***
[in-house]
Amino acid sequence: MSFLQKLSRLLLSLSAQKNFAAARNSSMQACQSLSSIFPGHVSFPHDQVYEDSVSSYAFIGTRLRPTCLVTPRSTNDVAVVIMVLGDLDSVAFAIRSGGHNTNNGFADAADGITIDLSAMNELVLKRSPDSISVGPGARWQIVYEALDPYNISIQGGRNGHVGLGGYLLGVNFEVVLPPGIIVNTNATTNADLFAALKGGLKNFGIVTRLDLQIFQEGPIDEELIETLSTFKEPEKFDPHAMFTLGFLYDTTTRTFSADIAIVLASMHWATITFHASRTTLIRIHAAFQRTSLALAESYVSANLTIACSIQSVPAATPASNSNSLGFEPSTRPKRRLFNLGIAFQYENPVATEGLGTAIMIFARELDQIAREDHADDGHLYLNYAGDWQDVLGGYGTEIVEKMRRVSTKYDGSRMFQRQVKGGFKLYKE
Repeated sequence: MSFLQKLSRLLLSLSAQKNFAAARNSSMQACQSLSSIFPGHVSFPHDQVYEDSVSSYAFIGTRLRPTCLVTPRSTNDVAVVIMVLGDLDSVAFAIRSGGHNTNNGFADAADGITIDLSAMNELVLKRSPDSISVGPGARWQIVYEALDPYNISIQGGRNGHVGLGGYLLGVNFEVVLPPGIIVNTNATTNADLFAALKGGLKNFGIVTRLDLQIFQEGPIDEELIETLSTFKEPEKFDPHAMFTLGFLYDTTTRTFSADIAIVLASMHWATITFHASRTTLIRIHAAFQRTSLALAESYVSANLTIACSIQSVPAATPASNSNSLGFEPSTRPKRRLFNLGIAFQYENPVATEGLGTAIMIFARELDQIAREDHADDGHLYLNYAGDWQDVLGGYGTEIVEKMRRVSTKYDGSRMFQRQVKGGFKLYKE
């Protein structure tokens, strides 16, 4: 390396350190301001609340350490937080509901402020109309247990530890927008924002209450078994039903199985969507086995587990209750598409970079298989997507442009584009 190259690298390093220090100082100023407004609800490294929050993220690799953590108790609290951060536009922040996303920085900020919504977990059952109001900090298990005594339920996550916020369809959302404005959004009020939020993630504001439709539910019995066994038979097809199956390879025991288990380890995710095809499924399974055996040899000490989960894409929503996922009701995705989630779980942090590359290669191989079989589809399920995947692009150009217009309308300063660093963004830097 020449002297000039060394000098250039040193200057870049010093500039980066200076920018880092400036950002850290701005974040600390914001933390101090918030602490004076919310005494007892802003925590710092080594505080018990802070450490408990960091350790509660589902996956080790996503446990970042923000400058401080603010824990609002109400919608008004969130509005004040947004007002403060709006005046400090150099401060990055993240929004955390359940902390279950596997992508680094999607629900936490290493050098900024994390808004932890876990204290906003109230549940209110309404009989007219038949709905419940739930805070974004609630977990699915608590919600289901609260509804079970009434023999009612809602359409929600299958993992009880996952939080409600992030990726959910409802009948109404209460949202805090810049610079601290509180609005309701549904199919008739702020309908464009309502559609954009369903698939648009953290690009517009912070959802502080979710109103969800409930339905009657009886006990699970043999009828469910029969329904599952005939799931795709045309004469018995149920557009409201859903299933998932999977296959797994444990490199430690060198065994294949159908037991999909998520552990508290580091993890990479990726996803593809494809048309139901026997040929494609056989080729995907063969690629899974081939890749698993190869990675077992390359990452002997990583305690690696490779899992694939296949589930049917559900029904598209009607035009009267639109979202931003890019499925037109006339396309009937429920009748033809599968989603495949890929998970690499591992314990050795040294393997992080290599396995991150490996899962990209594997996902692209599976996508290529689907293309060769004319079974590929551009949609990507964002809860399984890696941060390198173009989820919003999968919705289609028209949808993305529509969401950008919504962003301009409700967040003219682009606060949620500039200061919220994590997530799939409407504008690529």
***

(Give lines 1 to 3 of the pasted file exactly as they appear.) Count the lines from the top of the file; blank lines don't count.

[in-house]
Amino acid sequence: MSFLQKLSRLLLSLSAQKNFAAARNSSMQACQSLSSIFPGHVSFPHDQVYEDSVSSYAFIGTRLRPTCLVTPRSTNDVAVVIMVLGDLDSVAFAIRSGGHNTNNGFADAADGITIDLSAMNELVLKRSPDSISVGPGARWQIVYEALDPYNISIQGGRNGHVGLGGYLLGVNFEVVLPPGIIVNTNATTNADLFAALKGGLKNFGIVTRLDLQIFQEGPIDEELIETLSTFKEPEKFDPHAMFTLGFLYDTTTRTFSADIAIVLASMHWATITFHASRTTLIRIHAAFQRTSLALAESYVSANLTIACSIQSVPAATPASNSNSLGFEPSTRPKRRLFNLGIAFQYENPVATEGLGTAIMIFARELDQIAREDHADDGHLYLNYAGDWQDVLGGYGTEIVEKMRRVSTKYDGSRMFQRQVKGGFKLYKE
Repeated sequence: MSFLQKLSRLLLSLSAQKNFAAARNSSMQACQSLSSIFPGHVSFPHDQVYEDSVSSYAFIGTRLRPTCLVTPRSTNDVAVVIMVLGDLDSVAFAIRSGGHNTNNGFADAADGITIDLSAMNELVLKRSPDSISVGPGARWQIVYEALDPYNISIQGGRNGHVGLGGYLLGVNFEVVLPPGIIVNTNATTNADLFAALKGGLKNFGIVTRLDLQIFQEGPIDEELIETLSTFKEPEKFDPHAMFTLGFLYDTTTRTFSADIAIVLASMHWATITFHASRTTLIRIHAAFQRTSLALAESYVSANLTIACSIQSVPAATPASNSNSLGFEPSTRPKRRLFNLGIAFQYENPVATEGLGTAIMIFARELDQIAREDHADDGHLYLNYAGDWQDVLGGYGTEIVEKMRRVSTKYDGSRMFQRQVKGGFKLYKE